Seahawks shock Saints, could face Bears
By Mike Mulligan firstname.lastname@example.org January 8, 2011 11:08PM
Seahawks quarterback Matt Hasselbeck (8), who threw four touchdown passes, celebrates after running back Marshawn Lynch (24) scored on a spectacular 67-yard run. | Ted S. Warren~AP
Updated: February 10, 2011 4:09AM
SEATTLE — Welcome to the upside-down world of the NFL playoffs, where even the most ardent of Bears fans will be cheering for the Green Bay Packers today.
If the Packers pull off an upset in Philadelphia, then the Bears will be hosting the worst playoff team in NFL history a week from today. That’s a good thing, right? It has to be, even if the Seattle Seahawks eliminated the defending champion New Orleans Saints 41-36 on Saturday and already have a victory this season at Soldier Field.
‘‘I don’t think the first time we played them will have anything to do with this time if we play them again,’’ said Seahawks wide receiver Mike Williams, who caught 10 passes for 123 yards in a 23-20 victory against the Bears in Week 6 at Soldier Field. ‘‘It’s different this time of year in this atmosphere of the playoffs.
‘‘If that’s where we’re going, we’re going to have our work cut out for us. They have a great coach, a great defense and a great team across the board. We’ll need another good week of practice and be ready to go.’’
The Seahawks didn’t seem too ready to go against the Saints, falling behind 10-0 and 17-7 before pulling off one of the greatest upsets in NFL history.
Las Vegas oddsmakers installed the Saints as double-digit favorites against a lowly Seahawks team that only won the NFC West title a week ago with a victory over the St. Louis Rams. Seattle is the first nine-loss team to make the playoffs.
These last two wins, both at Qwest Field, allowed Seattle to match its victory total of the previous nine games.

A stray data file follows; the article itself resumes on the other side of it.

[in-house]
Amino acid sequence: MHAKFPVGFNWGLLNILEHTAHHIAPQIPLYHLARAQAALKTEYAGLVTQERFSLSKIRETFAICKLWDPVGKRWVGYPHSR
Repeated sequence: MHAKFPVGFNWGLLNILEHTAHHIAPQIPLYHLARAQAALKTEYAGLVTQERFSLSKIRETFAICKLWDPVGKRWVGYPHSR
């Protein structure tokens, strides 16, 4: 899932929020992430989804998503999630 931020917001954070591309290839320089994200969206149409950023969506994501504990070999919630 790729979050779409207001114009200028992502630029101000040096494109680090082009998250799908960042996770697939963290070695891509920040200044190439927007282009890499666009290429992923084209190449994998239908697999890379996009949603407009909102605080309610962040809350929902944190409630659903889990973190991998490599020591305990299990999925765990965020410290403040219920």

‘‘I don’t think we were ever as good as ‘slumping,’’’ Seahawks coach Pete Carroll said, interrupting a question about the team’s evolution.
Carroll said the change for the Seahawks is that they’re ‘‘as together as we can be’’ and playing with a total team concept.
‘‘We are not going to be intimidated by whomever we play or wherever we go, I promise you that,’’ Carroll said. ‘‘It is not going to happen.’’
Seahawks quarterback Matt Hasselbeck was ‘‘ridiculously good’’ in Carroll’s estimation. Hasselbeck threw an interception on his third pass but wound up with four touchdown passes — two more than the Saints had allowed in any game this season.
His performance was even more impressive considering team doctors drained fluid from his hip before the game. It’s the third time this season they had to perform that trick. He still finished 22-for-35 for 272 yards with touchdown passes of 7, 11, 38 and 45 yards for a 113.0 passer rating.
The game-clinching play came from running back Marshawn Lynch, who broke a spectacular 67-yard run with 3:22 left for a 41-30 lead. Lynch broke six tackles on the play with three Saints trying to rip the ball out instead of just getting him to the ground.
Hasselbeck, who was downfield looking to throw a block, said the play is called 17-power and was simply a power run to the left side that would be considered a success if it gained 4.1 yards.
‘‘I was looking [to block],’’ Hasselbeck said. ‘‘But I was just looking.’’
The Saints made a few questionable decisions in the game, including opting for a 21-yard field goal by Garrett Hartley that cut the lead to 34-30 instead of going for it and playing a field-position game by risking a fourth-and-goal from the 2 with 9:18 left.
Hartley also kicked field goals of 22 and 26 yards, and Julius Jones fumbled early in the second quarter.
‘‘Yeah, they scored 41, but we had opportunities to score 50,’’ Saints quarterback Drew Brees said.
The Saints failed in the red zone, in part, because they came into the game with four running backs on injured reserve and lost Reggie Bush (leg) and Jones during the game.
Jones was knocked out after a violent collision with linebacker Lofa Tatupu, who also left with a concussion.